Breastfeeding can have multiple benefits for both newborn babies and their mothers, with the World Health Organization (WHO) recommending it as "the best way to give your child a great start in life".
Not all women are able to breastfeed their infants, but for those who can, this combined feeding and bonding process can provide newborns with the perfect foundation for the rest of their lives.
Breastfeeding 'the best start in life for infants'
WHO recommends that babies are exclusively breastfed during their first six months, and that colostrum - the sticky breast milk produced towards the end of pregnancy - is given to infants within the first hour after birth.
In fact, research published in The Lancet in 2016 showed that six months of exclusive breastfeeding correlated with an improved chance of survival throughout childhood and adolescence.
There is also evidence showing that breast milk can boost babies' immune systems as it contains antibodies that help protect infants from common childhood illnesses such as diarrhoea and pneumonia, the two primary causes of child mortality worldwide.
The benefits of breastfeeding can extend into later life too, with the Lancet study finding that infants fed in this way for an extended period tend to perform better in school, with researchers believing that the economy misses out on $300 billion (£228 billion) each year due to this potential breastfeeding benefit remaining unrecognised. Indeed, breastfeeding uptake remains low in many parts of the world, despite its benefits.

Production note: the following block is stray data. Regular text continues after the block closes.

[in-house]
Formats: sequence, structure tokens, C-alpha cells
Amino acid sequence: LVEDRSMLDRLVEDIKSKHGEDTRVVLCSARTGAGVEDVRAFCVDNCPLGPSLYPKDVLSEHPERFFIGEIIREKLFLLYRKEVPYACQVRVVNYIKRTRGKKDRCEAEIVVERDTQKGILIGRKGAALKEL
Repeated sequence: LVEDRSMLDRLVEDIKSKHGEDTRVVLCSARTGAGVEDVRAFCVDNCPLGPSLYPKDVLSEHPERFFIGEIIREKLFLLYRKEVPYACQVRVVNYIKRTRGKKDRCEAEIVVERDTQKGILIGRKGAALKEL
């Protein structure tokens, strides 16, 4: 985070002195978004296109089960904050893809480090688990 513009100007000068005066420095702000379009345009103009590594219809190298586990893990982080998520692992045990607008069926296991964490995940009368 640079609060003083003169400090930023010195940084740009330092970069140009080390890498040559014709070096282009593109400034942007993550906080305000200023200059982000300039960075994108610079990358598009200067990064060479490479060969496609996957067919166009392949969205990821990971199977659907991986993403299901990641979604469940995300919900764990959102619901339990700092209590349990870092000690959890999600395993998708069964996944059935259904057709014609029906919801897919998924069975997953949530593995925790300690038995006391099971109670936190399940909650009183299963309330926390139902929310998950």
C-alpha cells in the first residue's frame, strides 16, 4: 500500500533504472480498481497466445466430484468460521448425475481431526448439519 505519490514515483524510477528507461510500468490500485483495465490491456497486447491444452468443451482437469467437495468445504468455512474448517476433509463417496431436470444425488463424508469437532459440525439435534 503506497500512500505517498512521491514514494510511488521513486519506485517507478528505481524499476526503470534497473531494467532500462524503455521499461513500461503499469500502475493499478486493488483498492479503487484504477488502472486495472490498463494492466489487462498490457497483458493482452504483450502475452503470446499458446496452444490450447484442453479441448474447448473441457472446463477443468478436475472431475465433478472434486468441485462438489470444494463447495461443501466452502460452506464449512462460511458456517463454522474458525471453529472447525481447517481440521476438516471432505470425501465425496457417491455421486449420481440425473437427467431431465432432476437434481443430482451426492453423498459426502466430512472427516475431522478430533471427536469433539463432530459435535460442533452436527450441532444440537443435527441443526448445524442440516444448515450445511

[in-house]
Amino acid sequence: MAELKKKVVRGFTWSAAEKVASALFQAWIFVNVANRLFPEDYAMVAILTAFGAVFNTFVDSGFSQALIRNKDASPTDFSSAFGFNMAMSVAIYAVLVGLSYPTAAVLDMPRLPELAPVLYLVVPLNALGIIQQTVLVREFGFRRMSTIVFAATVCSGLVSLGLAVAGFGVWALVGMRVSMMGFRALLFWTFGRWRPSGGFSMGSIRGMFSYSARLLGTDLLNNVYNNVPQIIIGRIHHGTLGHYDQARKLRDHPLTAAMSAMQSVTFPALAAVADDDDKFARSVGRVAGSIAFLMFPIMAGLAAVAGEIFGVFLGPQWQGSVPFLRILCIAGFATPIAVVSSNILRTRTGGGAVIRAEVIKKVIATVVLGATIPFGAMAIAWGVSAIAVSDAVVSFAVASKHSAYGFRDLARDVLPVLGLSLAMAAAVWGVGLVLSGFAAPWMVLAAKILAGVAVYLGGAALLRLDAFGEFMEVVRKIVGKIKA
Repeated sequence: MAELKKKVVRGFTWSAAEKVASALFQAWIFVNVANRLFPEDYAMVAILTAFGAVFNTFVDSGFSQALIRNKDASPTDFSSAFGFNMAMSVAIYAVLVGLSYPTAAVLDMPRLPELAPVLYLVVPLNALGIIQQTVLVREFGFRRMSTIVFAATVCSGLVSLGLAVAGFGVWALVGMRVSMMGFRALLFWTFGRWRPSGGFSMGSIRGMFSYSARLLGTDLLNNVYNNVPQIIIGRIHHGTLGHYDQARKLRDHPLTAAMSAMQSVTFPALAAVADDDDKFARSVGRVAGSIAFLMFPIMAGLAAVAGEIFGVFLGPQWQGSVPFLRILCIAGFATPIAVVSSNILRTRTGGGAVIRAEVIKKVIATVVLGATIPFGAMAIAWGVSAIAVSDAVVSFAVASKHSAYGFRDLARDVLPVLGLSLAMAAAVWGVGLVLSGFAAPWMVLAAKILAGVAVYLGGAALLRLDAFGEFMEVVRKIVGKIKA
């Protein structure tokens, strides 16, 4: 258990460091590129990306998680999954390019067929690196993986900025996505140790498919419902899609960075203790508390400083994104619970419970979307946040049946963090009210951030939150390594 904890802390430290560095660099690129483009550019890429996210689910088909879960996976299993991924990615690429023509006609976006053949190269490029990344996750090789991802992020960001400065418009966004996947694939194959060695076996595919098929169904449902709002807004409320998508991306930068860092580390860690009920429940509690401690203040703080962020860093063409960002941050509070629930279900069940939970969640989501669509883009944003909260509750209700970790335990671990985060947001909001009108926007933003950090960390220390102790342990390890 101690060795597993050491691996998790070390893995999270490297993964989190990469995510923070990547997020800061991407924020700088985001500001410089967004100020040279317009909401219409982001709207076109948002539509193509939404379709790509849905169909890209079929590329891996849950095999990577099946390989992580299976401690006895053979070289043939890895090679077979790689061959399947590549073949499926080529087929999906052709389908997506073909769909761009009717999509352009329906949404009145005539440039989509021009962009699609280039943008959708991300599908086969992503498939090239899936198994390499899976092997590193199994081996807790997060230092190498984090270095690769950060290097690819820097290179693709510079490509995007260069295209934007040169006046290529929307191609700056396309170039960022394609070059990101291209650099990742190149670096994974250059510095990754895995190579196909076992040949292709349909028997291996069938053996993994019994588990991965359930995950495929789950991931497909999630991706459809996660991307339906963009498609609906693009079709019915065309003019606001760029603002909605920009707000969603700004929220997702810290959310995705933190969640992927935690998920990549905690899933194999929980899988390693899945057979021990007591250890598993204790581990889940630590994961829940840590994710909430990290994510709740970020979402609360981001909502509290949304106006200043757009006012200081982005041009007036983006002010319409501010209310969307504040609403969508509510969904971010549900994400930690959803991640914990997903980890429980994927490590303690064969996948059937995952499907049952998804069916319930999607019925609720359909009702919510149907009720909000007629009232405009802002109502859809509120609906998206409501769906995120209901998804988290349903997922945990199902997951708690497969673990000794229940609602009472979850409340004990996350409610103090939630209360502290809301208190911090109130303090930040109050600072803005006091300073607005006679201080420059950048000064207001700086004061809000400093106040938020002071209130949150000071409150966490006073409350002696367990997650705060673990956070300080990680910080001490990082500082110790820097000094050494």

Only 37% of children younger than 6 months of age are exclusively breastfed in low and middle-income countries.
The World Health Organisation believes that as many as 820,000 lives could be saved across the globe each year if more women are encouraged to breastfeed.
Breastfeeding benefits for new mothers
It is important that women receive this support, as breastfeeding their infants can have health benefits for them too. WHO reports that it can help to reduce the risk of certain types of cancer, including breast and ovarian, as well as type 2 diabetes.
In addition, naturally feeding infants has been associated with a lower risk of postnatal depression, and it can even act as a form of birth control. However, this is not completely fail-safe, working at a rate of around 98 per cent for the first six months that a woman is breastfeeding.
Breastfeeding also helps with mother-baby bonding, allowing a woman to spend precious time with her new baby as she provides her with a foundation for life.